What about the beginning of the book? Your introduction is unusual. It is a speculative biography. What made you decide to write a prose “story” of Ho Kyun’s life—in second person, no less—instead of going with a more formal biographical introduction for this collection?
I got the idea to write an “interpretive introduction” from one of my peer editors. Originally it was a pretty dry introduction—the sort of standard fare you might find in a history book. She suggested that format and I thought it was a novel(-istic) approach and worth doing, mainly because of what it said about the translation process: if I knew the writer well enough to translate, shouldn’t I be able to muster something in a kind of prose “story” that approximated his life? Second person just came out. It felt right. In hindsight maybe this was because I didn’t want to appear to completely own the point of view through a first person voice.
You have told me you are not fluent in Korean, although you have certainly been speaking the language for a long time. How long did you live in Korea? How did you make the connection with Taeyoung, your collaborator in this translation project? What made you decide you needed a translation partner—or was it Taeyoung who approached you about Ho Kyun’s poetry?
I lived in Korea for about seventeen years. When I decided to write poetry seriously, I realized most of the writers I respected had done translation work. I thought I should take advantage of where I was living and try to do some translation work to become a better writer. When I set about translating Korean poetry, I soon learned that it would be helpful to have a partner. There was a poem I was working on by Kim, So-wol, and I mistranslated a word as a season when in fact it was a conjugated verb; the word uses the same characters identically. The poem made perfect sense both ways, but only someone really fluent in the culture would catch which way was correct. There were other reasons to seek out a partner, but that incident was a big one.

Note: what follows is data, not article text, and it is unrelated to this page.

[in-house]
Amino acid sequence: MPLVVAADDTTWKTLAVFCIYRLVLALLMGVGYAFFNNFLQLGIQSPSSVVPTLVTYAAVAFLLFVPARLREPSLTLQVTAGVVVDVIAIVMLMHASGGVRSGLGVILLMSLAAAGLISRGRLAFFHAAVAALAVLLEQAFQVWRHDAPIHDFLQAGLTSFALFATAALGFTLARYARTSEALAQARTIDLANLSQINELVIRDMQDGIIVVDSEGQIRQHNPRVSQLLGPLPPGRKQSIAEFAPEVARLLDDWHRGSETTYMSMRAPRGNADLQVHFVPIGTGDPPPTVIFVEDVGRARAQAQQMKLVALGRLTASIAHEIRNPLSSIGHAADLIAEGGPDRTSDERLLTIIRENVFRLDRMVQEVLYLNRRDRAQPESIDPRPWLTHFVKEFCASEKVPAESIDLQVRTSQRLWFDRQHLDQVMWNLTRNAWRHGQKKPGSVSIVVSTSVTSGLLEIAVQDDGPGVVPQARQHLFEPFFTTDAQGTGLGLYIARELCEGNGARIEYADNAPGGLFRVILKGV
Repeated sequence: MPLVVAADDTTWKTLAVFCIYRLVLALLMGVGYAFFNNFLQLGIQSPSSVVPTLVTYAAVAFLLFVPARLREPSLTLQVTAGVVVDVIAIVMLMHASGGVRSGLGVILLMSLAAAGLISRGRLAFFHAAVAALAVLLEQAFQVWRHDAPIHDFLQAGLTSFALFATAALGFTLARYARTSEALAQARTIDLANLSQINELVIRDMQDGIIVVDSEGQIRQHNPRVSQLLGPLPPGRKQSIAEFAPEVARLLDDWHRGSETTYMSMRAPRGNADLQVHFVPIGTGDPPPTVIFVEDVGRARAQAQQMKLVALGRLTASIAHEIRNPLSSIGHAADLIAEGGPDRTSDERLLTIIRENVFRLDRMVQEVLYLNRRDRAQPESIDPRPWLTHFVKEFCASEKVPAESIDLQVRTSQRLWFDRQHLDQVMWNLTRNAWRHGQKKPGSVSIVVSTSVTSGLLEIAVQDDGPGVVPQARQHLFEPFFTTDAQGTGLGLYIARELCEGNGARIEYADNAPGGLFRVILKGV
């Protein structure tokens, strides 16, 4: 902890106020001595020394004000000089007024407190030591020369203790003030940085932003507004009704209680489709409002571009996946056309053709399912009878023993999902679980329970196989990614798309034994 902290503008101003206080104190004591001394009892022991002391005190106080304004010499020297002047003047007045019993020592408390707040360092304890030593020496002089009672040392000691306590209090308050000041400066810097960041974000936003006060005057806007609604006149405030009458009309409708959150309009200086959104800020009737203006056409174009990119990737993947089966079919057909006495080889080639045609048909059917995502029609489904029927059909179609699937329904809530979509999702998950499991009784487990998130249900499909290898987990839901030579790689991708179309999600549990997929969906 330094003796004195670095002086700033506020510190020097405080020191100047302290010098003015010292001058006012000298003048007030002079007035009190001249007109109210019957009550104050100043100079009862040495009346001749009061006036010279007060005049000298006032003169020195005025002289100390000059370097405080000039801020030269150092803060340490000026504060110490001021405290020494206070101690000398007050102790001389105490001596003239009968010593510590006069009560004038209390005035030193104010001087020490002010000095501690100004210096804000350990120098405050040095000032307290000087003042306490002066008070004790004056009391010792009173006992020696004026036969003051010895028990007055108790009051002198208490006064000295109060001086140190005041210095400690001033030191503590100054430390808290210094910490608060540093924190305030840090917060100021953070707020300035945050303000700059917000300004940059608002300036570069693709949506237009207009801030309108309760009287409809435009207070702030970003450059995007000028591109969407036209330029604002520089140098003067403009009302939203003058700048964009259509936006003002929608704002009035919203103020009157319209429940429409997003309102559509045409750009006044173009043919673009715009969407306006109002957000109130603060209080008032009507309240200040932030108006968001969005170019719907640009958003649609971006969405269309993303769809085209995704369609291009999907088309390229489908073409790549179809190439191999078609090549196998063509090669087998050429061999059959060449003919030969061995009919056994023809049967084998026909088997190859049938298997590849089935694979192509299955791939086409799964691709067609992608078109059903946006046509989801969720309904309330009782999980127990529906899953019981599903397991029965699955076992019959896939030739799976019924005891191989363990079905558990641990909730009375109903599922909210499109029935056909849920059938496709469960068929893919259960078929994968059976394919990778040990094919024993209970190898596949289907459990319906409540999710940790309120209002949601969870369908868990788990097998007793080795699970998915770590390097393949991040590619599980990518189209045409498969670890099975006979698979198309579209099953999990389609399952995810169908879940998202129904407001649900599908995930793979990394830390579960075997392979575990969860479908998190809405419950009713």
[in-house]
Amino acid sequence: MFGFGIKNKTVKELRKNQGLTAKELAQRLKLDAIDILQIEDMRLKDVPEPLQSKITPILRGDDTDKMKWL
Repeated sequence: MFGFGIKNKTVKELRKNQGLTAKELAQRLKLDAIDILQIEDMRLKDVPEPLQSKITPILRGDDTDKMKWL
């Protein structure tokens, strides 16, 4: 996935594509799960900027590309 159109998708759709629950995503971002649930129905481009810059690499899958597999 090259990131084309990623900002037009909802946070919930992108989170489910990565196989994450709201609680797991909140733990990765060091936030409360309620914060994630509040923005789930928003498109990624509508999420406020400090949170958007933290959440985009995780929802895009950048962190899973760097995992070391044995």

I met Taeyoung through my wife; he was a friend of our family. I knew he was a retired mathematics professor, and he knew I was an English professor. I didn’t realize the extent of his education and interests, and I still hadn’t found a body of writing that felt like a solid workable project. When he showed me a poem by Nansorhon in Korean and mentioned it hadn’t been translated into English yet, I knew I found a project I could commit to. As fate would have it, it took grant funding for several other projects before I could get funding for the one I always wanted, which was Nansorhon.
What makes Kyun (or Nansorhon or any other Korean poet) worthwhile to translate in terms of literary tradition? What do you think of as your main purpose in helping to disseminate these works to an English-speaking, western audience of readers and scholars?
My main purpose when I started out was to learn so I could become a better writer. Luckily I fell in love with the poems I chose to translate and the life stories of the authors. That became a self-motivating principle. People still know very little about Korea, its culture, and its history. Usually when people think of Asia or East Asia they think of China or Japan, but there’s something special about Korea that’s worth exploring.